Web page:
So your baby or child has been at their day care for a few months now and they just haven’t taken to it.

You may notice they are unhappier at home, continue to scream or cling to you at drop off, don’t engage with the other kids or staff, or have become more withdrawn.

You’ve probably decided your baby hates daycare.

It’s tough to make a decision to pull them out, especially if you’re a busy working parent. There are times when it may be necessary but before you do so, it’s important to work out what’s going on exactly.

Try to determine the cause of why your child hates daycare

Is it the centre, a specific carer, maybe another child, or separation anxiety? Depending on the root cause, there may be strategies that you and the centre can implement.



Sometimes a child just won’t settle into their daycare environment.

All the other kids might be thriving there, so it’s not necessarily a bad environment, just not the right one for your child.

If the centre can’t help make the necessary adjustments (their teaching style could be too rigid or too carefree for your child), you may need to move them elsewhere.

There could be a problem with a daycare teacher or another child

This can also be tricky but see what the centre manager recommends.

They may have strategies they can put in place such as making another room teacher your child’s primary caregiver, or if it’s another child causing yours grief, perhaps they can keep the children separated.

If your child is being bullied the centre should have very clear policies about how this will be dealt with as it should not be tolerated.

Your child may be suffering from separation anxiety

Again the centre can probably make recommendations on how to deal with this or advise when this developmental phase is likely to pass.

If it never does, you may need to consider moving them elsewhere as it’s likely to be the environment.

At the end of the day, you’ll do the best you can and you will need to take your cues from your child.

After all, no one in your family is gong to be happy if your child isn’t.

The pain of finding alternative arrangements that your child responds well to is going to be worth it long term.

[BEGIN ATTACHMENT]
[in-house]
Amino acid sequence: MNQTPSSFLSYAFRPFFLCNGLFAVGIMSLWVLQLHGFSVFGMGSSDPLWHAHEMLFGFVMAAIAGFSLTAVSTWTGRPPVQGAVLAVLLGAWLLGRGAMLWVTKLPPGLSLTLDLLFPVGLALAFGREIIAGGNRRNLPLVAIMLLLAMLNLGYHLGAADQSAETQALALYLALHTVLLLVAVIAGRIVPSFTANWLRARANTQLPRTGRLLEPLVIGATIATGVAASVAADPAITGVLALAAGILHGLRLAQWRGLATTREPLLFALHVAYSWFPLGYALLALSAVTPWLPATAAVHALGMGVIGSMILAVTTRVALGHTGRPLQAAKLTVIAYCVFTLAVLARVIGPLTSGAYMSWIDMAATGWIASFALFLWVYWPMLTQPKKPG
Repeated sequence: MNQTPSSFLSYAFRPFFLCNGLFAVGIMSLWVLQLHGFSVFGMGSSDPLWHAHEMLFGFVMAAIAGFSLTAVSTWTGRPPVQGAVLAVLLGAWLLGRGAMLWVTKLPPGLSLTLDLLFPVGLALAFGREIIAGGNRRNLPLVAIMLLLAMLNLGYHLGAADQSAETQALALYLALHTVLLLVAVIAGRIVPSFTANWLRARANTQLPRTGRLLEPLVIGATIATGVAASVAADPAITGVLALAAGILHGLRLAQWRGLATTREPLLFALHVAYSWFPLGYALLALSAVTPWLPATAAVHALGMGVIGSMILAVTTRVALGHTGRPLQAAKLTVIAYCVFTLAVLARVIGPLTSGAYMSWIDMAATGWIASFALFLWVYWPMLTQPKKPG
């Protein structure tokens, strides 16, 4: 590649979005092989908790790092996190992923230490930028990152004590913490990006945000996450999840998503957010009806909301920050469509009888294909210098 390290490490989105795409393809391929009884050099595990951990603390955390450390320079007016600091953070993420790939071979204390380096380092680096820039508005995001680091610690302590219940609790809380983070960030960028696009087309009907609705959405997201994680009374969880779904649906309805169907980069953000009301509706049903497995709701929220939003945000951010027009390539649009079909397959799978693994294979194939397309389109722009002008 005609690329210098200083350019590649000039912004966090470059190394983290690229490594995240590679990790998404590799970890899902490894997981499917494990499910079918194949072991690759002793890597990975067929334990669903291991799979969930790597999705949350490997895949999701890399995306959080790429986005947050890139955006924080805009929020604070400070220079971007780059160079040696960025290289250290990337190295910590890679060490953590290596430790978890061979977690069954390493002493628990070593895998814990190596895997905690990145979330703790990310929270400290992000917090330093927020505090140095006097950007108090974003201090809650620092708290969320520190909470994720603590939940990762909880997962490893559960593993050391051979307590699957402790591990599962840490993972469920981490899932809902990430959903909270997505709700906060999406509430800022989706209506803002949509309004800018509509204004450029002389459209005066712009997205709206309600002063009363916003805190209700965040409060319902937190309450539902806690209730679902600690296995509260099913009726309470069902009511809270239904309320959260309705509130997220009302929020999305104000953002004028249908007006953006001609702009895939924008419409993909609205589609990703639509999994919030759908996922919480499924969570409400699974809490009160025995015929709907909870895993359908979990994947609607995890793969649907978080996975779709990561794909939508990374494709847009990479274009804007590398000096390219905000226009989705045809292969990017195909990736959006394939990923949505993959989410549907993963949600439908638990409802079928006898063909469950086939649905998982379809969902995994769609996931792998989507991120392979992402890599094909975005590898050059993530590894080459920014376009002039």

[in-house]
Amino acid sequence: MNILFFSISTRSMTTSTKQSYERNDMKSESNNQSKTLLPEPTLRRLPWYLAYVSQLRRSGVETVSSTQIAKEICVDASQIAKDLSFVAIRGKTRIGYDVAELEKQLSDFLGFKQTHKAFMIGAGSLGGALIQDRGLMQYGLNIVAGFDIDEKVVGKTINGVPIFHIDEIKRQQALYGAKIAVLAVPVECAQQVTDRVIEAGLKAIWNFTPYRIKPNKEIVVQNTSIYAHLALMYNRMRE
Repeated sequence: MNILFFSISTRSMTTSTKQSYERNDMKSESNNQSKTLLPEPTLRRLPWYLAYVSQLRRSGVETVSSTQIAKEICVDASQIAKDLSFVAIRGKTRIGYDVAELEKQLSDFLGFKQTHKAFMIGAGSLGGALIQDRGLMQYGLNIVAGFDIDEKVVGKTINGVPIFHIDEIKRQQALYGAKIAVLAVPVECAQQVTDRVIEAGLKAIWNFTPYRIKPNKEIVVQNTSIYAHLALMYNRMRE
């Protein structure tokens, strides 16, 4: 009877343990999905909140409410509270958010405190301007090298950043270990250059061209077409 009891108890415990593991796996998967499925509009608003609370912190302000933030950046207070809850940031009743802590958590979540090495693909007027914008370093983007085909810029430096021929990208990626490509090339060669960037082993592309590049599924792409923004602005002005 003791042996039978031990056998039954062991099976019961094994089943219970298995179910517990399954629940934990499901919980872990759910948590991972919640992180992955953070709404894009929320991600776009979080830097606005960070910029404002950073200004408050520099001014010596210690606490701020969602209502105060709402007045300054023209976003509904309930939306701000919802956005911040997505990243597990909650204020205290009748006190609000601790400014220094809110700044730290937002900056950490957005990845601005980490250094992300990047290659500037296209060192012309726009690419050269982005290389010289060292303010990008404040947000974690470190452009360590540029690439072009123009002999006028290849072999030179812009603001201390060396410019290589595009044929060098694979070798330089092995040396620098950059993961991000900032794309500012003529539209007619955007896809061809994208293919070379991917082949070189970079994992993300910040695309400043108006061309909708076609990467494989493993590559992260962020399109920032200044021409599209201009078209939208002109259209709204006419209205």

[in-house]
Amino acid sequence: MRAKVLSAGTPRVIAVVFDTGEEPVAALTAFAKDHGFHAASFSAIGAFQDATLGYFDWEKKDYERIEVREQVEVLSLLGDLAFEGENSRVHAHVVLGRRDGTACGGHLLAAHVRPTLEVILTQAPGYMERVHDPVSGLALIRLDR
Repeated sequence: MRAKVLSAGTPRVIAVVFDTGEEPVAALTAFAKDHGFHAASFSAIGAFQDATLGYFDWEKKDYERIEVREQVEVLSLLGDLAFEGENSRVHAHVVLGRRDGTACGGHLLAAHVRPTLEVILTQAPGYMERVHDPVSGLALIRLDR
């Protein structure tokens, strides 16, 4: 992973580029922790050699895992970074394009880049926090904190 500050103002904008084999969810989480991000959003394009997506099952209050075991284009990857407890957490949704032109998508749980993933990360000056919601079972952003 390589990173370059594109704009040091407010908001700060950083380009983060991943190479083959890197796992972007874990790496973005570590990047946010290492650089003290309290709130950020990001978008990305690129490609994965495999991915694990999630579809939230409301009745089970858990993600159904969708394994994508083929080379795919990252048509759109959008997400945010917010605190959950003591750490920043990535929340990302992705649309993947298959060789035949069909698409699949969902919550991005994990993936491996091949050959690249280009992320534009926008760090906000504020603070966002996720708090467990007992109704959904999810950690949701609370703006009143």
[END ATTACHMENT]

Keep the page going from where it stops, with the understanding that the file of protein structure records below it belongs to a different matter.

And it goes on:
Consider alternatives such as a nanny-share arrangement (whereby you and another family share the cost of a nanny), a mummy-nanny arrangement (when a mum takes care of her own child as well as yours), or family daycare (typically capped at four children).

These types of environments are often less stressful and overwhelming because there simply isn’t as much going on.

Have you experienced similar issues with your children at Day Care? How did you resolve the issues, please share in the comments below.

Image courtesy of Shutterstock.com

 


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  • How to solve the problem with separation anxiety?

    Reply


  • One of my kids was being picked on by another child so was funny after the day at child care. Unfortunately, it took us 6 months to figure out what the issue was because he couldn’t communicate properly. I guess you need to really trust the staff to do the right thing for your child.

    Reply


  • My son became clingy and withdrawn when he was at a particular daycare, and his behaviour and speech started regressing. I started sitting in my car outside and watching what was happening when the kids were outside and it was horrible, the staff were in groups chatting amongst themselves and the kids were running riot. I saw a larger boy grab my 2.5 year old sons toy out of his hand and shove sand into his face. I saw my son crying, but the childcare worker sitting near the sandpit did absolutely nothing to comfort him or teach the older boy boundaries. I went inside and saw my son just wandering around with dried tears on his face. I picked hi. Up and asked his supposed primary carer how he went and she said ‘he’s been fine, he’s had a good day. When I questioned this saying my son looked upset, she just looked blank and shrugged. As a mother who’s had her child in 4 different care situations (with moving house etc) I have to say, trust your instincts. Crying at drop off can be very normal, but if the child is becoming more socially withdrawn or developmentally regressing then investigate further and don’t just rely on the caregivers words. Look at their actions and how your child is behaving with them, if they’re ignoring or withdrawing from the caregiver, something is up.

    Reply


  • My son has been going to daycare for 6 months and starts crying as soon as we pull into the driveway. I’m told he only cries until I leave then he is fine. He is always happy when I pick him up so its just a phase he is going through.

    Reply


  • The little ones will settle in the daycare environment. It just needs time.

    Reply


  • I was really lucky with my boys at day care. I think my son went through a little phase as he got older but it came down to a carer that he just didn’t like (no particular reason – I thought she was nice but my son and her just didn’t click). You have to go with your gut instinct with things like this. You know your child best and you may just need to try different places to find the right carer or space for you child

    Reply


  • As a Family Daycare provider for 8 years, I can tell you not to always be alarmed at a child that cries every morning, and it doesnt mean anything is wrong, it is common for a child to cry as mum/dad leaves and then within minutes of the parent leaving, the child is happy and gets on with their day.. Of course always be wary and be observant .. but morning anxiety doesnt mean you need to change

    Reply

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